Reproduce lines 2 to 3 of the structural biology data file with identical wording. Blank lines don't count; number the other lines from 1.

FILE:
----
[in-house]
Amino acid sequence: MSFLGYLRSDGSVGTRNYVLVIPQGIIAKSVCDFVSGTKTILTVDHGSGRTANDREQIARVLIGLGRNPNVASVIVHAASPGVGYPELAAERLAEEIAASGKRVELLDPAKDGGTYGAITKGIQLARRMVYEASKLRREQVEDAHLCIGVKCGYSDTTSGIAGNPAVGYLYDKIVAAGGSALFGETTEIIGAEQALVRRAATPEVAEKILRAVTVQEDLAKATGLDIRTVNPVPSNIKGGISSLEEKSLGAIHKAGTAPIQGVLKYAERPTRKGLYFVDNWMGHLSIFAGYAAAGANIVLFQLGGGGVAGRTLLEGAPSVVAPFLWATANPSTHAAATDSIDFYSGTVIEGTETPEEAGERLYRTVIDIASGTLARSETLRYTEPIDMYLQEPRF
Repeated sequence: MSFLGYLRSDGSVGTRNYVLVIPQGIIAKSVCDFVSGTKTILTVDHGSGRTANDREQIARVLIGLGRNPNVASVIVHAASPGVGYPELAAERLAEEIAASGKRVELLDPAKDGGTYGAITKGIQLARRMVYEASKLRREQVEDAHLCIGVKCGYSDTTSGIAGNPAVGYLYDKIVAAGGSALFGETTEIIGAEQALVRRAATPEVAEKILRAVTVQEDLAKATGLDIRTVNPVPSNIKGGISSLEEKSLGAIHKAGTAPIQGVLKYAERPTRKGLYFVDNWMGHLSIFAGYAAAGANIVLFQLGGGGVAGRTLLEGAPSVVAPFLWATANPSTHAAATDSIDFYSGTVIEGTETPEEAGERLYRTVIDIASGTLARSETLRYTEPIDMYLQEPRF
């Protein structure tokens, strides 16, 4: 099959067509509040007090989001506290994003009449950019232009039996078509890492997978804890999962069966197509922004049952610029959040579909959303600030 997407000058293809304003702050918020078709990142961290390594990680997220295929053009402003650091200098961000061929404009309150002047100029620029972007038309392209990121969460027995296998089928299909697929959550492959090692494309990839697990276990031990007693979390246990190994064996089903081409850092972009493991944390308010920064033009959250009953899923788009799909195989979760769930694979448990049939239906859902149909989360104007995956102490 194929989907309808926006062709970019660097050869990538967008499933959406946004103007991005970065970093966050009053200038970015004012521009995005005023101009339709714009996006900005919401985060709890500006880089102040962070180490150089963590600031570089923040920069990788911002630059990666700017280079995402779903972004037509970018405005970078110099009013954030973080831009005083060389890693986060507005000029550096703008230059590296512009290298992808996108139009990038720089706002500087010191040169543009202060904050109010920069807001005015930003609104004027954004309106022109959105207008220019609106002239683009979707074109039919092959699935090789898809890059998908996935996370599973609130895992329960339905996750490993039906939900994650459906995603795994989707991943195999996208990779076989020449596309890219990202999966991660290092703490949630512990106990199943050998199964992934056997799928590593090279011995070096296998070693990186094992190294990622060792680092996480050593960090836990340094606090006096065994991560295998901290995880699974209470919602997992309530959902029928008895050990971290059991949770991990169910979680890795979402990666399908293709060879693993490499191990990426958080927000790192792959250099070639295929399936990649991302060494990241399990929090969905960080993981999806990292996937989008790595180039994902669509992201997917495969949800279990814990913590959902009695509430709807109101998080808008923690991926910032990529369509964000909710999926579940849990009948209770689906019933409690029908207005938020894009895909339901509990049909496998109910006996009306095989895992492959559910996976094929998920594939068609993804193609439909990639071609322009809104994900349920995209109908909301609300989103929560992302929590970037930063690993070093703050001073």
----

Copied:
Amino acid sequence: MSFLGYLRSDGSVGTRNYVLVIPQGIIAKSVCDFVSGTKTILTVDHGSGRTANDREQIARVLIGLGRNPNVASVIVHAASPGVGYPELAAERLAEEIAASGKRVELLDPAKDGGTYGAITKGIQLARRMVYEASKLRREQVEDAHLCIGVKCGYSDTTSGIAGNPAVGYLYDKIVAAGGSALFGETTEIIGAEQALVRRAATPEVAEKILRAVTVQEDLAKATGLDIRTVNPVPSNIKGGISSLEEKSLGAIHKAGTAPIQGVLKYAERPTRKGLYFVDNWMGHLSIFAGYAAAGANIVLFQLGGGGVAGRTLLEGAPSVVAPFLWATANPSTHAAATDSIDFYSGTVIEGTETPEEAGERLYRTVIDIASGTLARSETLRYTEPIDMYLQEPRF
Repeated sequence: MSFLGYLRSDGSVGTRNYVLVIPQGIIAKSVCDFVSGTKTILTVDHGSGRTANDREQIARVLIGLGRNPNVASVIVHAASPGVGYPELAAERLAEEIAASGKRVELLDPAKDGGTYGAITKGIQLARRMVYEASKLRREQVEDAHLCIGVKCGYSDTTSGIAGNPAVGYLYDKIVAAGGSALFGETTEIIGAEQALVRRAATPEVAEKILRAVTVQEDLAKATGLDIRTVNPVPSNIKGGISSLEEKSLGAIHKAGTAPIQGVLKYAERPTRKGLYFVDNWMGHLSIFAGYAAAGANIVLFQLGGGGVAGRTLLEGAPSVVAPFLWATANPSTHAAATDSIDFYSGTVIEGTETPEEAGERLYRTVIDIASGTLARSETLRYTEPIDMYLQEPRF